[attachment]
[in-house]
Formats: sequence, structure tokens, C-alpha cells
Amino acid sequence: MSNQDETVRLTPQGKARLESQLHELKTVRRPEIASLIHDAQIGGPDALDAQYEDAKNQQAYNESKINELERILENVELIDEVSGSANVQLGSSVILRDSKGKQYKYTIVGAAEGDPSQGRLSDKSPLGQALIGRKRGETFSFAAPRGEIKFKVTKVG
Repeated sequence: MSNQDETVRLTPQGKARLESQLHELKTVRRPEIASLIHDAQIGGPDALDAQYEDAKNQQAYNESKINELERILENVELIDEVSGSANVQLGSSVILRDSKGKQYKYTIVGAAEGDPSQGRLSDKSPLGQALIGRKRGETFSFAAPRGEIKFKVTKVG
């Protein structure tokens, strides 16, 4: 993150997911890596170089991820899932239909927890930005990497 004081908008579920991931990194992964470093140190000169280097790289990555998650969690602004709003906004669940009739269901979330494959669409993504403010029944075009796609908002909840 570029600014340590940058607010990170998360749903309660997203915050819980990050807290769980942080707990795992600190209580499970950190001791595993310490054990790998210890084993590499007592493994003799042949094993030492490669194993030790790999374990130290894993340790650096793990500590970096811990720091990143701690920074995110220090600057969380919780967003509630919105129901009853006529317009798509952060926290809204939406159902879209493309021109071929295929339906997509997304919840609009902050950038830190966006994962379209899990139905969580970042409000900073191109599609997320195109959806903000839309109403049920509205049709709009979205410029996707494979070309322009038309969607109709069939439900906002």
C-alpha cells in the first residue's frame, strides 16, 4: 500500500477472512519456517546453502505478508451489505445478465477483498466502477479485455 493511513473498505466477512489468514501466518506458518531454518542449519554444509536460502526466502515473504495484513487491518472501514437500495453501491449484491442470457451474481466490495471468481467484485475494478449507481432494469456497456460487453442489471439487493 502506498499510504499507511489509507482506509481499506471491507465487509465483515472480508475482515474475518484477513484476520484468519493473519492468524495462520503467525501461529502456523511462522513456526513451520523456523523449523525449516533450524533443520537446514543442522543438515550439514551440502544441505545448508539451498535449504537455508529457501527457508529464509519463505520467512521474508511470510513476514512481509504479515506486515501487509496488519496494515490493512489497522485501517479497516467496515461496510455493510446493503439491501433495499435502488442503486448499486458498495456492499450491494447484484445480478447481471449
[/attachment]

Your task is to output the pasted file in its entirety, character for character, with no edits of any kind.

[in-house]
Formats: sequence, structure tokens, C-alpha cells
Amino acid sequence: MSNQDETVRLTPQGKARLESQLHELKTVRRPEIASLIHDAQIGGPDALDAQYEDAKNQQAYNESKINELERILENVELIDEVSGSANVQLGSSVILRDSKGKQYKYTIVGAAEGDPSQGRLSDKSPLGQALIGRKRGETFSFAAPRGEIKFKVTKVG
Repeated sequence: MSNQDETVRLTPQGKARLESQLHELKTVRRPEIASLIHDAQIGGPDALDAQYEDAKNQQAYNESKINELERILENVELIDEVSGSANVQLGSSVILRDSKGKQYKYTIVGAAEGDPSQGRLSDKSPLGQALIGRKRGETFSFAAPRGEIKFKVTKVG
């Protein structure tokens, strides 16, 4: 993150997911890596170089991820899932239909927890930005990497 004081908008579920991931990194992964470093140190000169280097790289990555998650969690602004709003906004669940009739269901979330494959669409993504403010029944075009796609908002909840 570029600014340590940058607010990170998360749903309660997203915050819980990050807290769980942080707990795992600190209580499970950190001791595993310490054990790998210890084993590499007592493994003799042949094993030492490669194993030790790999374990130290894993340790650096793990500590970096811990720091990143701690920074995110220090600057969380919780967003509630919105129901009853006529317009798509952060926290809204939406159902879209493309021109071929295929339906997509997304919840609009902050950038830190966006994962379209899990139905969580970042409000900073191109599609997320195109959806903000839309109403049920509205049709709009979205410029996707494979070309322009038309969607109709069939439900906002």
C-alpha cells in the first residue's frame, strides 16, 4: 500500500477472512519456517546453502505478508451489505445478465477483498466502477479485455 493511513473498505466477512489468514501466518506458518531454518542449519554444509536460502526466502515473504495484513487491518472501514437500495453501491449484491442470457451474481466490495471468481467484485475494478449507481432494469456497456460487453442489471439487493 502506498499510504499507511489509507482506509481499506471491507465487509465483515472480508475482515474475518484477513484476520484468519493473519492468524495462520503467525501461529502456523511462522513456526513451520523456523523449523525449516533450524533443520537446514543442522543438515550439514551440502544441505545448508539451498535449504537455508529457501527457508529464509519463505520467512521474508511470510513476514512481509504479515506486515501487509496488519496494515490493512489497522485501517479497516467496515461496510455493510446493503439491501433495499435502488442503486448499486458498495456492499450491494447484484445480478447481471449